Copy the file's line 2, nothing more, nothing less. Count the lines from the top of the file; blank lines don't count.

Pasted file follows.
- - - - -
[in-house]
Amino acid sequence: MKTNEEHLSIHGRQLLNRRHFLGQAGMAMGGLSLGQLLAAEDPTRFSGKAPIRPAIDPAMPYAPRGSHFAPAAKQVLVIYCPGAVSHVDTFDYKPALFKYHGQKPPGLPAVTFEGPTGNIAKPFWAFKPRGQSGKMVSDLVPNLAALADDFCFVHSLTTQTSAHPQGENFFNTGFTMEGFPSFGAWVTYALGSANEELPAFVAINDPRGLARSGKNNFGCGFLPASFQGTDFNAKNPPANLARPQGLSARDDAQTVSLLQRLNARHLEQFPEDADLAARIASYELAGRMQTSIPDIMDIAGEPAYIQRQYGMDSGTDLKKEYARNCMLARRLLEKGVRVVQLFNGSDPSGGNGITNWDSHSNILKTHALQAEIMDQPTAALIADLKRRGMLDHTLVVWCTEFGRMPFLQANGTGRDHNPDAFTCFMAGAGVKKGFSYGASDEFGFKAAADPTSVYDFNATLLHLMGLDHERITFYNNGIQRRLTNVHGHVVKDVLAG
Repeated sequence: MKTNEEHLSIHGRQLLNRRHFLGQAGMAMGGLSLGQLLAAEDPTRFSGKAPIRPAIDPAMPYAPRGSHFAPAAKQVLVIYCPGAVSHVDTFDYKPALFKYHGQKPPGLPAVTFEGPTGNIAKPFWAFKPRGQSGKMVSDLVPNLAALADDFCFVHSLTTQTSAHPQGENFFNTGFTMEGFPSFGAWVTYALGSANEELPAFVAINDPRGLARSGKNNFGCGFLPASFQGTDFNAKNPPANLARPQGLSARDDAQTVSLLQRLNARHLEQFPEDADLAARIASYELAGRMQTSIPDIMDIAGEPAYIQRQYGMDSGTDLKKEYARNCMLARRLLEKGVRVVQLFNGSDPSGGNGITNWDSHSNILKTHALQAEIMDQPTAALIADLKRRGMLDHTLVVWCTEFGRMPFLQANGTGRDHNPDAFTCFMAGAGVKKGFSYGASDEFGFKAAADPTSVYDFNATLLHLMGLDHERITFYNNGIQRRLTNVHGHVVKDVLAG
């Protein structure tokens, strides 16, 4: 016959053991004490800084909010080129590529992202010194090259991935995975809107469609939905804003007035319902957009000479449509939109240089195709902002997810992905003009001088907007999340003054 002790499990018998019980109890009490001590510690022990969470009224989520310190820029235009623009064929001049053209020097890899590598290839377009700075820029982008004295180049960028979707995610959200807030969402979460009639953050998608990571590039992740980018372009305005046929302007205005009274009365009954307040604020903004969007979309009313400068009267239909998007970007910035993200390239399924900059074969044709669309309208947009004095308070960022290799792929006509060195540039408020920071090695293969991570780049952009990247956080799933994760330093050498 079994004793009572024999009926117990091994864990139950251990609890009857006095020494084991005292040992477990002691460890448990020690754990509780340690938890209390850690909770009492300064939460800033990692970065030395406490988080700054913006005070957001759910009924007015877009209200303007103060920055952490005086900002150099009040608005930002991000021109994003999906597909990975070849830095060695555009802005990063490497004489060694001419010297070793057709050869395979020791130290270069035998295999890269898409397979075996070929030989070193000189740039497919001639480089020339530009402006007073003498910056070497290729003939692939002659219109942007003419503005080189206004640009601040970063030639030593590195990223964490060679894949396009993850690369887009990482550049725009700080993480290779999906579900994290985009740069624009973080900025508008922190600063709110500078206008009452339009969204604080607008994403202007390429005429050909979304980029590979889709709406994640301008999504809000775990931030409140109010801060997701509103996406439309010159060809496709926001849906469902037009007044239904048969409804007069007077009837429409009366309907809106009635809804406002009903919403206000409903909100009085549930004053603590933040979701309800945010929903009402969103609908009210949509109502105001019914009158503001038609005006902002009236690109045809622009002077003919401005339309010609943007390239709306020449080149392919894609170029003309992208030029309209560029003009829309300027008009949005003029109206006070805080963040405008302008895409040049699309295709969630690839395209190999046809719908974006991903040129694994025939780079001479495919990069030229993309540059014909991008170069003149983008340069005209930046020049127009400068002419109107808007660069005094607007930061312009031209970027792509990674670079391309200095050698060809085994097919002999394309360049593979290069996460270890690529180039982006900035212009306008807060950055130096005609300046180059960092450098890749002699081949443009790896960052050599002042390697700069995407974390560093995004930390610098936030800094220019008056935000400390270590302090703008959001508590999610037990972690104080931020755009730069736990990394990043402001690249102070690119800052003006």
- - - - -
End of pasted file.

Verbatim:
Amino acid sequence: MKTNEEHLSIHGRQLLNRRHFLGQAGMAMGGLSLGQLLAAEDPTRFSGKAPIRPAIDPAMPYAPRGSHFAPAAKQVLVIYCPGAVSHVDTFDYKPALFKYHGQKPPGLPAVTFEGPTGNIAKPFWAFKPRGQSGKMVSDLVPNLAALADDFCFVHSLTTQTSAHPQGENFFNTGFTMEGFPSFGAWVTYALGSANEELPAFVAINDPRGLARSGKNNFGCGFLPASFQGTDFNAKNPPANLARPQGLSARDDAQTVSLLQRLNARHLEQFPEDADLAARIASYELAGRMQTSIPDIMDIAGEPAYIQRQYGMDSGTDLKKEYARNCMLARRLLEKGVRVVQLFNGSDPSGGNGITNWDSHSNILKTHALQAEIMDQPTAALIADLKRRGMLDHTLVVWCTEFGRMPFLQANGTGRDHNPDAFTCFMAGAGVKKGFSYGASDEFGFKAAADPTSVYDFNATLLHLMGLDHERITFYNNGIQRRLTNVHGHVVKDVLAG